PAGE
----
Divorce has been a devastating experience, but I have been able to pick up the pieces of my life. I have regained what I lost in the divorce and in an emotionally and verbally abusive marriage--my self-esteem, my self-confidence, and my dignity. My relationship with God is deeper than ever. I have learned to lean on and trust Him all over again. His faithfulness has made me a stronger woman. I know He will not abandon me.

Do I still hurt? Yes, I do; but it's okay. I don't hurt in the same insane manner as I did in the beginning. I have stopped blaming myself and started assuming responsibility for my mistakes. I'm a better person--more compassionate, more sensitive, less selfish. I have finally come to accept life as it is and I'm making the best of it. Maybe like the book says, someday I will laugh again. For now, I am content with a smile.

Help for today ... by Kari

As women we grow up thinking we need a man to be secure. But security and stability lies within you. It is not about who you are with, where you are, or what you own, as we all eventually discover in the process of divorce.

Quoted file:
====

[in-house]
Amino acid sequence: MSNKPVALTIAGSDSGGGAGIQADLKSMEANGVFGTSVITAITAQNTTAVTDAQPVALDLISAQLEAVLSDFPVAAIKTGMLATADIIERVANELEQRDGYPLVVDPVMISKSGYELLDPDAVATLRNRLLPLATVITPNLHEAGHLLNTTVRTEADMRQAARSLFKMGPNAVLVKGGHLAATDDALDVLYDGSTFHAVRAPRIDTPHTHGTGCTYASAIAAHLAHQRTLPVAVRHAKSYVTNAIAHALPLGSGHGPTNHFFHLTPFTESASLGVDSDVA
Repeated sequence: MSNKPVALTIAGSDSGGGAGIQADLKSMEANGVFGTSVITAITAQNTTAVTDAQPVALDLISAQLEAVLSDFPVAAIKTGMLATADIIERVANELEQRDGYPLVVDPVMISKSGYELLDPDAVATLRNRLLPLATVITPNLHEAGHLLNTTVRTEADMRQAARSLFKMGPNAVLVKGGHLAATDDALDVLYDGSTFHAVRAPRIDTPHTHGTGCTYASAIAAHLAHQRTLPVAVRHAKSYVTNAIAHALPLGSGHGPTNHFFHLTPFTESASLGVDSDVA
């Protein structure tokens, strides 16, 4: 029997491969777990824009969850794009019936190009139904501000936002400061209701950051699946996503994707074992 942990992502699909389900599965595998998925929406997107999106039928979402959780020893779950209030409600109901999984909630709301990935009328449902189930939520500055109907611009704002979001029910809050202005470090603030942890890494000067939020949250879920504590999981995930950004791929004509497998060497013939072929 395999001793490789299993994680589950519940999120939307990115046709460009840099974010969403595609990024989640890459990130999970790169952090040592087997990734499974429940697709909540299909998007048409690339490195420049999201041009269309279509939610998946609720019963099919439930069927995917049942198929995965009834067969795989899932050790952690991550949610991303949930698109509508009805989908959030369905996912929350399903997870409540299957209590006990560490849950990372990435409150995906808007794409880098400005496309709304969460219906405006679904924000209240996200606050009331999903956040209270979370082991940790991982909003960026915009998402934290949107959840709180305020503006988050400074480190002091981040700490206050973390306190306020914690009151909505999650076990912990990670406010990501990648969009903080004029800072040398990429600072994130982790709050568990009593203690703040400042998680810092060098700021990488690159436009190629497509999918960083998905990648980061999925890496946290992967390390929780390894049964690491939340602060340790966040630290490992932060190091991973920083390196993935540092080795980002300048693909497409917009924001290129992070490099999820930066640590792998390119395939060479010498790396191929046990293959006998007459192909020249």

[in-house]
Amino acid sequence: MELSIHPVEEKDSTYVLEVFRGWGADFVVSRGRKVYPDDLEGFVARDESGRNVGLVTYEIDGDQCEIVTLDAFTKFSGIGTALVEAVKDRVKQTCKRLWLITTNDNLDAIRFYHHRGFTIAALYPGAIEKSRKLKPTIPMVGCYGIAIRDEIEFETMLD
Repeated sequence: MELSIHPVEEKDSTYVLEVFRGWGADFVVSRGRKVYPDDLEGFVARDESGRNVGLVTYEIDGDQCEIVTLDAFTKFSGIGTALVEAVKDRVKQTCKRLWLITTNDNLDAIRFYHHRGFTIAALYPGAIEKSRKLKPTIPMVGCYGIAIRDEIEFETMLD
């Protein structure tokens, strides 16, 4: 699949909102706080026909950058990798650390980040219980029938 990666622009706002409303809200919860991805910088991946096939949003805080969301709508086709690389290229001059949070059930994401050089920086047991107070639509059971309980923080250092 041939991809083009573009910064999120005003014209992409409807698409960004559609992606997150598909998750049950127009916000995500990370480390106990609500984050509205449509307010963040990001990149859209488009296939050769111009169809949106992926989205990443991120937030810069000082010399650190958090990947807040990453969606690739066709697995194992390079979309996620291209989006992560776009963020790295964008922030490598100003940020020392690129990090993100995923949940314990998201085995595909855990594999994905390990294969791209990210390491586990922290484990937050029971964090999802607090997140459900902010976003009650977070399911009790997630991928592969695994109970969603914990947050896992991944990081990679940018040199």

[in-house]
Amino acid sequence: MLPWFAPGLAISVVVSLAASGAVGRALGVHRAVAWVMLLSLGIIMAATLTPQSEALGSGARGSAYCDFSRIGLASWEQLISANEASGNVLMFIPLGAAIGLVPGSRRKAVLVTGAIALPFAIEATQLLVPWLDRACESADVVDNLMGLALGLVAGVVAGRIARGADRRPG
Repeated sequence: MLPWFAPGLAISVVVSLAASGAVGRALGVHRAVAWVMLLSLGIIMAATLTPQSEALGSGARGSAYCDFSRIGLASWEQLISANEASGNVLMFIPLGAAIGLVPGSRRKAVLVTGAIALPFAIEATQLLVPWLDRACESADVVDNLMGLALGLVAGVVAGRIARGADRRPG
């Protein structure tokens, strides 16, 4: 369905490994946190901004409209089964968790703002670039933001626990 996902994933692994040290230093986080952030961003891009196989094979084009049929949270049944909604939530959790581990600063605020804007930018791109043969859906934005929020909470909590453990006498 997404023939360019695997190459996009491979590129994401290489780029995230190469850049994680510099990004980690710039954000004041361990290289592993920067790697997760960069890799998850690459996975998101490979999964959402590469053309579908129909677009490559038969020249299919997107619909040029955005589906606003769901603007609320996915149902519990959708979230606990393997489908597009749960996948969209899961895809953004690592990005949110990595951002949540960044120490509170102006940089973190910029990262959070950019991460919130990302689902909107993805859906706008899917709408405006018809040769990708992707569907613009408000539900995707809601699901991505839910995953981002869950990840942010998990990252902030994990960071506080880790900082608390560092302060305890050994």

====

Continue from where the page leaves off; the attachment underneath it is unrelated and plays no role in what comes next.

Like Lina, you have also gone through something profound. You've lost the one person you thought would love you for a lifetime. Maybe you lost the home you spent years decorating. Or you watched your once-precious wedding dress carted off to charity, like I did. Perhaps you saw the possessions you spent years accumulating sold at a garage sale. You also gave up family traditions you once dearly treasured, because they no longer have meaning or it just hurts too much to repeat.

After going through something this profound, you know just how quickly you can lose everything. Now you are learning to hold loosely all your possessions, the people in your life, and the places in which you live. You know first-hand that life does not come with guarantees. And you also know deep down in the core of your being that you can survive almost anything. You are starting to like your own company and taking care of yourself--because the one you once loved no longer will and because nobody else really can.

And for the rest of your life, you will keep looking for ways to keep hope alive--even if your apartment turns into a gorgeous plant-filled jungle like Lina's.

A promise you can trust


"The Lord will turn the darkness before you into light; the rough places into level ground. These are the things He will do, and He never will forsake you." ---Isaiah 42:16

Please stop by again soon

Please let me hear from you. I answer every letter and e-mail. Also, be encouraged to share what helped you through your divorce so others know they are not alone and that they too will survive. E-mail by Clicking Here or write Kari West, P. O. Box 11692, Pleasanton, CA 94588.

 

 
Copyright 1998 - 2002 by Kari West